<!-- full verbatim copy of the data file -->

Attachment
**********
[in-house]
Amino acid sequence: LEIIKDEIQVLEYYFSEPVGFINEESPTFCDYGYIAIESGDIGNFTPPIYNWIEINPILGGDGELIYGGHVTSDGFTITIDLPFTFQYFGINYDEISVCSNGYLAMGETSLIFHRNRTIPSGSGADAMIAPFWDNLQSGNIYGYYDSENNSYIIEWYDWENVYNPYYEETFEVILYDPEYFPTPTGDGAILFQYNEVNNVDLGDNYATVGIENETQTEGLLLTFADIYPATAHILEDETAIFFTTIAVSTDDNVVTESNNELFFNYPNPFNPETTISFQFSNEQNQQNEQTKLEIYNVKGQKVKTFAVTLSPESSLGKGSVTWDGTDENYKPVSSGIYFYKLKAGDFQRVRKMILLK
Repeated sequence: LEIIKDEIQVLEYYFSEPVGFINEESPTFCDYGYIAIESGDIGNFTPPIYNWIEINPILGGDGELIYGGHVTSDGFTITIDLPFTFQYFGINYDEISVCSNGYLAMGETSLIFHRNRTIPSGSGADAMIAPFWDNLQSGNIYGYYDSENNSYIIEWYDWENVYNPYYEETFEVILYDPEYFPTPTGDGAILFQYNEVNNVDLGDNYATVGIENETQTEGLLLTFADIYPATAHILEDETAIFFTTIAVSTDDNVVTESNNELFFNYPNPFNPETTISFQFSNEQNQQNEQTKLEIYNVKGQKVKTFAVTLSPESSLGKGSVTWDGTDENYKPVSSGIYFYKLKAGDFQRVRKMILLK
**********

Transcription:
[in-house]
Amino acid sequence: LEIIKDEIQVLEYYFSEPVGFINEESPTFCDYGYIAIESGDIGNFTPPIYNWIEINPILGGDGELIYGGHVTSDGFTITIDLPFTFQYFGINYDEISVCSNGYLAMGETSLIFHRNRTIPSGSGADAMIAPFWDNLQSGNIYGYYDSENNSYIIEWYDWENVYNPYYEETFEVILYDPEYFPTPTGDGAILFQYNEVNNVDLGDNYATVGIENETQTEGLLLTFADIYPATAHILEDETAIFFTTIAVSTDDNVVTESNNELFFNYPNPFNPETTISFQFSNEQNQQNEQTKLEIYNVKGQKVKTFAVTLSPESSLGKGSVTWDGTDENYKPVSSGIYFYKLKAGDFQRVRKMILLK
Repeated sequence: LEIIKDEIQVLEYYFSEPVGFINEESPTFCDYGYIAIESGDIGNFTPPIYNWIEINPILGGDGELIYGGHVTSDGFTITIDLPFTFQYFGINYDEISVCSNGYLAMGETSLIFHRNRTIPSGSGADAMIAPFWDNLQSGNIYGYYDSENNSYIIEWYDWENVYNPYYEETFEVILYDPEYFPTPTGDGAILFQYNEVNNVDLGDNYATVGIENETQTEGLLLTFADIYPATAHILEDETAIFFTTIAVSTDDNVVTESNNELFFNYPNPFNPETTISFQFSNEQNQQNEQTKLEIYNVKGQKVKTFAVTLSPESSLGKGSVTWDGTDENYKPVSSGIYFYKLKAGDFQRVRKMILLK